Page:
Can I Break This? (RailsConf 2021)

This year I had the opportunity to present a talk at RailsConf 2021!

The conference was 100% remote, so I recorded everything in advance, and then had a live Q&A session over discord. As of May 2021, the conference-branded version of the talk is now available on YouTube:

Click here to download my slides (with code errors corrected):


  • At 20:00 I demonstrate the use of lock! on two account records. A couple of conference-goers rightly pointed out that such a strategy could be subject to a deadlock, a topic that I cut for time. In practice, deadlocks are one of many low-probability reasons a method might fail, so thankfully the resiliency strategies I cover should help mitigate them.

    I'd also add that it's not actually the explicit use of lock! so much as the transaction that is the source of the deadlock. Most SQL databases will implicitly lock rows on UPDATE or DELETE, and by eagerly locking both records up-front, we may actually be reducing the overall chance of a deadlock occurring.

  • At 24:30, the slide should read deliver_later instead of deliver_now.

  • At 27:39, the slide should read deliver_later instead of deliver_now.

  • At 35:01 I state that most job backends guarantee "at-least-once execution," but on second thought, I'm not actually sure this is true. My understanding is that Redis-backed queues tend to use a delete-on-pickup strategy, which means that if the server process crashes or is halted, these jobs may never have a chance to complete.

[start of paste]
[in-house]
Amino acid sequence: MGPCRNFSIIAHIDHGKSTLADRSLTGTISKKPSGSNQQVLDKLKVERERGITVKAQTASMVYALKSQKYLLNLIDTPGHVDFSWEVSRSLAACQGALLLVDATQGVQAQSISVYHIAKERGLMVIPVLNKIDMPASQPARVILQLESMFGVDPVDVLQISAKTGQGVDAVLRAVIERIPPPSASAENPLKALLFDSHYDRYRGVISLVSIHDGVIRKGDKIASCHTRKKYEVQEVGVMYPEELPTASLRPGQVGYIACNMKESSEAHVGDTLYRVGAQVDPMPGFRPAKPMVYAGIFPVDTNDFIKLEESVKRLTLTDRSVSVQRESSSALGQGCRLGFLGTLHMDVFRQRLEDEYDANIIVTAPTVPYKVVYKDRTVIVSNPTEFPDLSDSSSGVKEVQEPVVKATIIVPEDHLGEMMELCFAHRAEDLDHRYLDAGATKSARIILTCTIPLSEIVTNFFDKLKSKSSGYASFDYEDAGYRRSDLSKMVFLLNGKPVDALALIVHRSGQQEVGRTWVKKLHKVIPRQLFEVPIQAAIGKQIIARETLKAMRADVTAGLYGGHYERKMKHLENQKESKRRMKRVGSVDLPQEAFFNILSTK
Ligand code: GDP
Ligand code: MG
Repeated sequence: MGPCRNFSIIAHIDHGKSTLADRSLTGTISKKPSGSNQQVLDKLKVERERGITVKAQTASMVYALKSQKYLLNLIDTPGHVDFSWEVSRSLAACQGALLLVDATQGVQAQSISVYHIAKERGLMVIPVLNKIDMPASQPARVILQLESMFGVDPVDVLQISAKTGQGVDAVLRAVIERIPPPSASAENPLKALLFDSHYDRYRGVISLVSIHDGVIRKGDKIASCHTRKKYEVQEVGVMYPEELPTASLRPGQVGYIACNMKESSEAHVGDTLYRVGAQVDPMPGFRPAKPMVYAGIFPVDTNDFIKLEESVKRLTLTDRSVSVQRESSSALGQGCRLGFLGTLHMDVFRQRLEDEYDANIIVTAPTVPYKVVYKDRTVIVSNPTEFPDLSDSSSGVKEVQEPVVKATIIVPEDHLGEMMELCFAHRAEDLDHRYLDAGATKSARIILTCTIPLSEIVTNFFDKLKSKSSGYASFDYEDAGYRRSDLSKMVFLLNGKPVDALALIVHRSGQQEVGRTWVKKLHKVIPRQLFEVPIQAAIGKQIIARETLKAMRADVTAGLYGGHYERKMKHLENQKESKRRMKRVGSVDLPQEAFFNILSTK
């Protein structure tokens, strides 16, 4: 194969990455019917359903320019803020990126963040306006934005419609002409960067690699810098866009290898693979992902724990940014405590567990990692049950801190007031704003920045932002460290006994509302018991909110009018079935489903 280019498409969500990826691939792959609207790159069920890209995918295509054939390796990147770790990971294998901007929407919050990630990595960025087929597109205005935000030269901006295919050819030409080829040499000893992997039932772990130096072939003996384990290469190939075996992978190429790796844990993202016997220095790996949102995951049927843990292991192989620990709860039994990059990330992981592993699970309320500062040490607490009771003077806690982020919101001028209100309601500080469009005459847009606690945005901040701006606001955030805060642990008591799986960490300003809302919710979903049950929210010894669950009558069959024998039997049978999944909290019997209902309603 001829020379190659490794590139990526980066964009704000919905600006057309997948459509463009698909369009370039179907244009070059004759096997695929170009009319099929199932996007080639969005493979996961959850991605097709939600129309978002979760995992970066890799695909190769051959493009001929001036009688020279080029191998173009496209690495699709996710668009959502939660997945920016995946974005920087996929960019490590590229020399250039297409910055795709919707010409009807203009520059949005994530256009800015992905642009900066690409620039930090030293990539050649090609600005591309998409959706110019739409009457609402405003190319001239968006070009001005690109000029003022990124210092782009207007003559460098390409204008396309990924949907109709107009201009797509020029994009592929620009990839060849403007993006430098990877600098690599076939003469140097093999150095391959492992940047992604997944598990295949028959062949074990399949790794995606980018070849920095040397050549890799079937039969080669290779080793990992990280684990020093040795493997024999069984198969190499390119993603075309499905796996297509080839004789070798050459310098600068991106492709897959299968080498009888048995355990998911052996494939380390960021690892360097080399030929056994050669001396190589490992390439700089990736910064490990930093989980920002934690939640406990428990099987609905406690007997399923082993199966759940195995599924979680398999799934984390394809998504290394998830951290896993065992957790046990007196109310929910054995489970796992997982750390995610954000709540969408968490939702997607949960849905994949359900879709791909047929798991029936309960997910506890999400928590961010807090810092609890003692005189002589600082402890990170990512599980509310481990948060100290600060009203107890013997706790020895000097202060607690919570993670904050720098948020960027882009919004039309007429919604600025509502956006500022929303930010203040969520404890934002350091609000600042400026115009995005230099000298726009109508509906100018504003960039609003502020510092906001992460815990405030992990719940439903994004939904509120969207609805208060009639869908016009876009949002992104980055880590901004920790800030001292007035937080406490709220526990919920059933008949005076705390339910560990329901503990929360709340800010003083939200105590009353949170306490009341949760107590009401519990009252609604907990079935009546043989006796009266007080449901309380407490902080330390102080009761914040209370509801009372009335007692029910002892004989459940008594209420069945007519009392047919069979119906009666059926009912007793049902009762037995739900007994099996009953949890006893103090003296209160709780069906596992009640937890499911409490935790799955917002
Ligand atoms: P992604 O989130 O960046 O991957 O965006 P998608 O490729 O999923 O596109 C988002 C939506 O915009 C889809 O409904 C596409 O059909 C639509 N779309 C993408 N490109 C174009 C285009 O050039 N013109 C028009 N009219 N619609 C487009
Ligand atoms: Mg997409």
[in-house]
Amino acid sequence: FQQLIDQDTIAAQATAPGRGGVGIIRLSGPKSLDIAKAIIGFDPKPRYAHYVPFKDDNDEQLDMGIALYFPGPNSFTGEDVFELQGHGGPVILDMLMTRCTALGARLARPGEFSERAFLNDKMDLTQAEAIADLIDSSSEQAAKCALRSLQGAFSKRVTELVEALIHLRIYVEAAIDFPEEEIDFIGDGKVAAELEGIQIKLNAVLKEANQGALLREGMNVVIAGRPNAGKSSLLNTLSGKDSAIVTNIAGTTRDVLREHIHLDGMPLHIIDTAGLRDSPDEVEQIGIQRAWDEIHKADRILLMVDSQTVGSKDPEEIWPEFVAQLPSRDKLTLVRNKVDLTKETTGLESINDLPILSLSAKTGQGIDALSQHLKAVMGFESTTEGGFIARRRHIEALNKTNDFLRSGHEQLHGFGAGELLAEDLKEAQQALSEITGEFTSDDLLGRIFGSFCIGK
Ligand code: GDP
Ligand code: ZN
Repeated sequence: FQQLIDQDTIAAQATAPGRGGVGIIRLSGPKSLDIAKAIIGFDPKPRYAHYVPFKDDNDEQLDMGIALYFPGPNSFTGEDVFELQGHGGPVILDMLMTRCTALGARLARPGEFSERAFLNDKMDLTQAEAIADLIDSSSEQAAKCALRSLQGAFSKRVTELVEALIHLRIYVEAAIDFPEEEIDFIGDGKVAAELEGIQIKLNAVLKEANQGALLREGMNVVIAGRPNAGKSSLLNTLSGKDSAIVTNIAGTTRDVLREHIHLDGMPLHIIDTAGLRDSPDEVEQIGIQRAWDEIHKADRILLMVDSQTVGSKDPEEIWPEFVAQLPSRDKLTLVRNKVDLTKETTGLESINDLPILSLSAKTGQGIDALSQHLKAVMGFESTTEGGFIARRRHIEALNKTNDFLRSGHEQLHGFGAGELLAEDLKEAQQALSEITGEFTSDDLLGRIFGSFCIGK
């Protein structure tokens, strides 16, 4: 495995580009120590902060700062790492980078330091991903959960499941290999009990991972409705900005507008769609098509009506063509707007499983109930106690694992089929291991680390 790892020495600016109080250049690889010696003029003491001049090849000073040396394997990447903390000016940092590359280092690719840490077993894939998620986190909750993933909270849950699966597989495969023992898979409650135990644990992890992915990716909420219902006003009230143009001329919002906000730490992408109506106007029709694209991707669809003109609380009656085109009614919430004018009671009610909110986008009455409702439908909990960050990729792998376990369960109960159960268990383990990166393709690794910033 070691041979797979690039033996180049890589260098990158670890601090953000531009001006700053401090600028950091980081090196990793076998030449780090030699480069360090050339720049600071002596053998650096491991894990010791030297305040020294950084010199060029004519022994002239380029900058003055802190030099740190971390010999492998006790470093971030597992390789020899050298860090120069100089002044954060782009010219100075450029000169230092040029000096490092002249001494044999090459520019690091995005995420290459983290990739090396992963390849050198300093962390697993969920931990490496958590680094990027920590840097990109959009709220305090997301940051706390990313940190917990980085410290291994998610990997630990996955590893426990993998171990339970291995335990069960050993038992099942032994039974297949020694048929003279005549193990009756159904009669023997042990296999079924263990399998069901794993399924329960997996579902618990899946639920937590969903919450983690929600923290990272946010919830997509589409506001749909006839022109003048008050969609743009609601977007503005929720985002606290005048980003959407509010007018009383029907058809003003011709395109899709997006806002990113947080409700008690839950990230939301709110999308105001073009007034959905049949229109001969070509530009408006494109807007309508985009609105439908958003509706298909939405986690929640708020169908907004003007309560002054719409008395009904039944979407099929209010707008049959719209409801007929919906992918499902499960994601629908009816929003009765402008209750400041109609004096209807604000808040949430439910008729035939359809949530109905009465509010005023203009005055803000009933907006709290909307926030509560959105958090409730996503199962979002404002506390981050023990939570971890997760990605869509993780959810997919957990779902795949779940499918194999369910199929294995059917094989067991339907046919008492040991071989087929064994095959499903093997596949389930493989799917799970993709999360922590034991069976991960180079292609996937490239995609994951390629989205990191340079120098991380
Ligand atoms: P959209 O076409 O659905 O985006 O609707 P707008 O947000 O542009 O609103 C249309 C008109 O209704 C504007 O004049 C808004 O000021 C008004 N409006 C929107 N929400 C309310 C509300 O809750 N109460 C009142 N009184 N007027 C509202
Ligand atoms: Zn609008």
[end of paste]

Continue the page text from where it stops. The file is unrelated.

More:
The pro version of sidekiq claims to optionally support at-least-once durability, by relying on Redis' atomic RPOPLPUSH to move jobs to an in-progress queue, deleting them only after they complete. (Similar to the way that most DB-backed queues work by default.)

    Of course, if you can't guarantee message delivery at the time of enqueue, then you effectively don't have at-least-once execution guarantees, regardless of your queue backend.

  • At 36:57, the upper right save method should read something like if !order.in_progress? ... instead of if !order.completed? ... because the subsequent update sets in_progress: true, and we must check that state in order to avoid race conditions. (I had been planning on adding a segment covering state machines, but it got cut for time. If you're interested in how I track state across parts of persistence operations, check out the steady_state gem!)